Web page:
- The Washington Times - Friday, June 4, 2010


Once again, the stiffs at Major League Baseball headquarters are offending fans, maltreating players and generally undermining enthusiasm for America’s pastime. The latest scandal occurred Wednesday night when a blown call at first base cost Detroit Tigers pitcher Armando Galarraga what he earned and deserves: the honor of being recognized as one of the few pitchers ever to toss a perfect game in the big leagues. Baseball Commissioner Bud Selig has the power to reverse the call and make the world right again, but he has refused. If for no other reason, the commissioner should correct himself for love of the game.

Mr. Selig can change the ruling on the field and honor Mr. Galarraga’s achievement because it would be “in the best interests of baseball,” an all-encompassing and intangible factor that gives the commissioner the authority to do just about anything to protect the game. In this case, the game is damaged by his inaction. The circumstances of Wednesday’s Tigers-Indians game make it a very easy call for Mr. Selig to do the honorable thing. The outcome of the game would not change because after the blown call, the Tigers got the following batter out to end the game. Only two batsmen would have to be altered on the scorecard, which would be done to make the record reflect what actually objectively occurred on the field. Case closed; open the record book and put Armando’s name in it.

There is no controversy about what happened and how this matchup should be recorded. After the game, Jim Joyce, the tearful and contrite umpire, visited the Tigers locker room to apologize to the pitcher, showing much class by admitting “I just cost that kid a perfect game.” This isn’t a case of “close but no cigar” because the pitcher did his job. In fact, not only did he get 27 Cleveland batters out in a row, but he got one extra out after being forced to throw to a superfluous player after the blown call. In reality, Mr. Galarraga had more than a perfect game because he and his teammates got 28 outs in a game that requires 27.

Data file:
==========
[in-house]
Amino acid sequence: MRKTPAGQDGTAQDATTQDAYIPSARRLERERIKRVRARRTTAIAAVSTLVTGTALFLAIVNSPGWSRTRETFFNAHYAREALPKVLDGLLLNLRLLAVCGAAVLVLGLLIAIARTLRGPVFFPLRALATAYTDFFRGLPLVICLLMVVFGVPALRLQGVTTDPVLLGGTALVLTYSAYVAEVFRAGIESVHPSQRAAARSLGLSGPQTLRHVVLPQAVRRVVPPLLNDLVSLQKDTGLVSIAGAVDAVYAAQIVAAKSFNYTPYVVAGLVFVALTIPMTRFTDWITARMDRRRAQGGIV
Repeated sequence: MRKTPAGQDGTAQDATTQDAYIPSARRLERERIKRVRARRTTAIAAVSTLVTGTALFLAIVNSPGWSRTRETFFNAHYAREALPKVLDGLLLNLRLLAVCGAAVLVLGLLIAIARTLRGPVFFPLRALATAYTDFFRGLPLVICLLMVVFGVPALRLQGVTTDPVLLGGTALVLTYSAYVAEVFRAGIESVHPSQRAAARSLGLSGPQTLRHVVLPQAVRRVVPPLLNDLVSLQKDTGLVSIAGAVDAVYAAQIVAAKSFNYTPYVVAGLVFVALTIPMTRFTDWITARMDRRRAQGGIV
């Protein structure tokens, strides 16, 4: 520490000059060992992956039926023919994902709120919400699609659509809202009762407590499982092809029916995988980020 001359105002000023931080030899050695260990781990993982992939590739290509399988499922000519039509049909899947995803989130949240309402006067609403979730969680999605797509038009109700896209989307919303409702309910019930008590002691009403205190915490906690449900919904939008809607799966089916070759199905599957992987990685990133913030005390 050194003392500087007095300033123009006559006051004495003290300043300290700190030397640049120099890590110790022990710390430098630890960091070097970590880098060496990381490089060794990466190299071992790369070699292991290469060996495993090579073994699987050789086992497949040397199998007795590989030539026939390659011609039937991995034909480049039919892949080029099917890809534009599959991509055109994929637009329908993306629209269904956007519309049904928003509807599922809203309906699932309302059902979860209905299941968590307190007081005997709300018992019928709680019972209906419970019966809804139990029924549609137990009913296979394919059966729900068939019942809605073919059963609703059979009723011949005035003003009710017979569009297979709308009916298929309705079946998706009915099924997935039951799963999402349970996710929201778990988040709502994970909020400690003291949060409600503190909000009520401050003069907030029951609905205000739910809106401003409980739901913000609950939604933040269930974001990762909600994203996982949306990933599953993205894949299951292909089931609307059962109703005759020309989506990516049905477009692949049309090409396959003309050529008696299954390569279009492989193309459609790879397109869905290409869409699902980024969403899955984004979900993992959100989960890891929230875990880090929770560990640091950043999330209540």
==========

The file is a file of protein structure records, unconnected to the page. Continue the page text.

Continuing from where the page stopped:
This is a big deal. A perfect game is scored when the man on the mound gets out every single batter he faces at the plate over a complete game. This feat is more impressive and rarer than a standard no-hitter because the pitcher is not allowed a single walk. It has to be 27 up, 27 down. Perfect games don’t happen very often because they are extraordinarily difficult given the talent of professional batters. There only have been 20 perfect games in the history of the league, which dates back to 1869. This would be the first for Detroit, one of the oldest clubs in the sport.

Perhaps the most ridiculous idea in this whole sordid affair is that Mr. Selig has any inkling what’s in the best interests of baseball. This is the guy who allowed the 2002 All-Star Game to end in an unsatisfying tie after 11 exciting innings. He’s also a man who has no right appealing to the integrity of the records as recorded, given all the juiced up stats from the steroids era, which festered on his watch. The commissioner himself admitted, “There is no dispute that last night’s game should have ended differently.” Mr. Selig is the only man who can give the 28-year-old Tigers right-hander his place in the history books. The only dispute is whether he’s man enough to do what’s right.

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